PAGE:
George Ella Lyon
It's 1947, in a small town in Alabama and Sonny's dad has just walked out on them. "You don't know my daddy," the book begins, and Sonny tells the reader of the day his life changed. He knows there has to be something more to the split up than he has been told, and it puzzles him. A few years go by, and the reader sees small town Southern life through Sonny's eyes as he tries to handle his own life without a father, as well as every day living with his sometimes funny, sometimes difficult family. Sonny deals with heartbreak, pain, and love, familial and otherwise, and at last finds peace within himself regarding his father.
Sadly, this brief synopsis does nothing for the book. Telling a skeleton outline of the plot with no spoilers and none of Lyon's amazing writing is so unjust! This is an amazing book, with prose that sometimes verges on poetry. Lyon had me laughing out loud with Sonny's predicaments on one page, near tears on another, and spellbound from the sheer beauty of her language so often. She captures the feel of the South so well and so subtly that there are bound to be references that will pass by those uninitiated to Southern culture.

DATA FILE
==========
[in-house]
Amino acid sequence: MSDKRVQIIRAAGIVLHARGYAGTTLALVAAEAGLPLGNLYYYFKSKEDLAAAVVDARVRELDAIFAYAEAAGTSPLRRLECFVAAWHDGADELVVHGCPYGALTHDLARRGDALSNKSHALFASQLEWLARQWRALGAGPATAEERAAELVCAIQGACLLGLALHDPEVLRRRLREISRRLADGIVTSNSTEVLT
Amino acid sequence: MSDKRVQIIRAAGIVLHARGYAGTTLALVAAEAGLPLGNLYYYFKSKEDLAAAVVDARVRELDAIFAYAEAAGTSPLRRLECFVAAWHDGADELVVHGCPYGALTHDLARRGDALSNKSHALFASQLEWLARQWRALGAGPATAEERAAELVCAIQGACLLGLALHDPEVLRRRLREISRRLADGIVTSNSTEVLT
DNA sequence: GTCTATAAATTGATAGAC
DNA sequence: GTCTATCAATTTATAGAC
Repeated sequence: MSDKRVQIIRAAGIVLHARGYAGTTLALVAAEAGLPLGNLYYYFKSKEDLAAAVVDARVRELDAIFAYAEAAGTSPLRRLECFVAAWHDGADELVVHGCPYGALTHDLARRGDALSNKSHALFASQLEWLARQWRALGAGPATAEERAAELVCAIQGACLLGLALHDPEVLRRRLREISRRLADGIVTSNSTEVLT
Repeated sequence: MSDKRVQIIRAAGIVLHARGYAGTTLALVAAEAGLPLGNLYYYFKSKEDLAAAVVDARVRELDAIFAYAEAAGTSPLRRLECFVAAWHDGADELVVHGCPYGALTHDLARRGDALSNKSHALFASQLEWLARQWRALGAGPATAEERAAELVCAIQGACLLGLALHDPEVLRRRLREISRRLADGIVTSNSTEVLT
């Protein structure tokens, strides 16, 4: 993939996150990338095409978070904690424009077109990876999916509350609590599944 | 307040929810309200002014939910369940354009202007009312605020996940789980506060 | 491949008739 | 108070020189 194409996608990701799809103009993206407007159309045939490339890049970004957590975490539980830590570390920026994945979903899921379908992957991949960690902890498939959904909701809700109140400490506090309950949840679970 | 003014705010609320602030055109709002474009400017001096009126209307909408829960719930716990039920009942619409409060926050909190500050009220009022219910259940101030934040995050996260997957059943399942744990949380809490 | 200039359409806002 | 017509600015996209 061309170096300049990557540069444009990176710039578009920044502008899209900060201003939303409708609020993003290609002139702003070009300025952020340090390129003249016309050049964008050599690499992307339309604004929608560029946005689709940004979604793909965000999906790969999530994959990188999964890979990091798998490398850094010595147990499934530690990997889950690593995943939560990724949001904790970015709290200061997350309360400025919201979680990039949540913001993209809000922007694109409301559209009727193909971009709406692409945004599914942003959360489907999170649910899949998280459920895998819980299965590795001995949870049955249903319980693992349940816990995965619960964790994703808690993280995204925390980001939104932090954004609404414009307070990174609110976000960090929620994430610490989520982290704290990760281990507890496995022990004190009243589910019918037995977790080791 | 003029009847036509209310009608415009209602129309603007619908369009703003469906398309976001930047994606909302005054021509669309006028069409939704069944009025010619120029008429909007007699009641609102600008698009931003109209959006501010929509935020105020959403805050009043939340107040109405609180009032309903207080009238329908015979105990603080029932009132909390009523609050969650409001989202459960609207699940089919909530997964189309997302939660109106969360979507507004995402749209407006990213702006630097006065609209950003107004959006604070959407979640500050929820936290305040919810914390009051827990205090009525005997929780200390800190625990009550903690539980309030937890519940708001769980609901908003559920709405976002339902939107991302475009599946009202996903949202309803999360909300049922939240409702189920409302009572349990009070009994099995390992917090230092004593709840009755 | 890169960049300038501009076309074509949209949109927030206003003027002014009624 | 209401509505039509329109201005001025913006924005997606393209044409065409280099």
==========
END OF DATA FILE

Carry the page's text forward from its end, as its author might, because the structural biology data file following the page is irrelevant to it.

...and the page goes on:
I couldn't NOT share a few lines that caught me especially:
"It was a sleepy kind of morning, the air like bathwater."
"Like some reversible cloth, Mama's laughter flipped over into sobs."
"We just stood by the shiny gray coffin with its handles like fancy toilet-paper holders and said "Yes" and "No" and "Thank you" and breathed whatever breaths came by: mint, onion, tobacco, whiskey, and bad."
"All the windows had been propped open, but it was one of those afternoons when the air lay on top of you like a big cat, and no waving of cardboard Jesus-at-the-door fans could make it get up and move."
My main regret is that I fear the intended audience will not be interested in the subject and that some of the emotional dilemmas may really be too mature for grades 5-8. It would be more appropriate, I think, for older YA readers. I would suggest that a parent of younger readers read it first (I give it a full recommendation for all adult readers) and then decide when/if it's appropriate for their child at that age.
Another quibble is that the dust jacket blurb is not very appealing; I only chose to read it because it took place in the South. I really can't see a child picking this up and saying, "oh, this sounds just what I've been wanting to read". It will most likely take an adult pushing it on them to get a child to read it. A new, more interesting cover would be advised.
But, as far as the book goes. . . It's a five star read for older YAs and adults.